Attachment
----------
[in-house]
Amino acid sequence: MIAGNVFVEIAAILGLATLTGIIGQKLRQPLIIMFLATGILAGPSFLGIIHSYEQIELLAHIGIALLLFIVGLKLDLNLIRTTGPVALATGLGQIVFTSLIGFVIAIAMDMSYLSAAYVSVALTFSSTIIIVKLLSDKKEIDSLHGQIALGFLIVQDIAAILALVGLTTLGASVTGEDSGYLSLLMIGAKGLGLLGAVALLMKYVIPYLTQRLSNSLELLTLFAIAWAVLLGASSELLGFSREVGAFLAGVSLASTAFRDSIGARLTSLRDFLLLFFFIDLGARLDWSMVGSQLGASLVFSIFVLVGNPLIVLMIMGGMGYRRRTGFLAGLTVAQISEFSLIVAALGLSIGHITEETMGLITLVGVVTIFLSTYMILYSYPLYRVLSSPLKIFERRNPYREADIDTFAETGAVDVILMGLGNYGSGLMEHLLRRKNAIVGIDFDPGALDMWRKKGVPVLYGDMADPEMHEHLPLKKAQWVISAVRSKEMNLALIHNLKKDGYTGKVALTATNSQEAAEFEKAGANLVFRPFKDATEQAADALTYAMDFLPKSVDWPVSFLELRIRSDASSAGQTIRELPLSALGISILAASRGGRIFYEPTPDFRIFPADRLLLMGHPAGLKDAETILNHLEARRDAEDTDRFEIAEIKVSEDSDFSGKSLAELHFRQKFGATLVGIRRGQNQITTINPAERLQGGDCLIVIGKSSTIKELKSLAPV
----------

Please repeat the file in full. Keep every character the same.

[in-house]
Amino acid sequence: MIAGNVFVEIAAILGLATLTGIIGQKLRQPLIIMFLATGILAGPSFLGIIHSYEQIELLAHIGIALLLFIVGLKLDLNLIRTTGPVALATGLGQIVFTSLIGFVIAIAMDMSYLSAAYVSVALTFSSTIIIVKLLSDKKEIDSLHGQIALGFLIVQDIAAILALVGLTTLGASVTGEDSGYLSLLMIGAKGLGLLGAVALLMKYVIPYLTQRLSNSLELLTLFAIAWAVLLGASSELLGFSREVGAFLAGVSLASTAFRDSIGARLTSLRDFLLLFFFIDLGARLDWSMVGSQLGASLVFSIFVLVGNPLIVLMIMGGMGYRRRTGFLAGLTVAQISEFSLIVAALGLSIGHITEETMGLITLVGVVTIFLSTYMILYSYPLYRVLSSPLKIFERRNPYREADIDTFAETGAVDVILMGLGNYGSGLMEHLLRRKNAIVGIDFDPGALDMWRKKGVPVLYGDMADPEMHEHLPLKKAQWVISAVRSKEMNLALIHNLKKDGYTGKVALTATNSQEAAEFEKAGANLVFRPFKDATEQAADALTYAMDFLPKSVDWPVSFLELRIRSDASSAGQTIRELPLSALGISILAASRGGRIFYEPTPDFRIFPADRLLLMGHPAGLKDAETILNHLEARRDAEDTDRFEIAEIKVSEDSDFSGKSLAELHFRQKFGATLVGIRRGQNQITTINPAERLQGGDCLIVIGKSSTIKELKSLAPV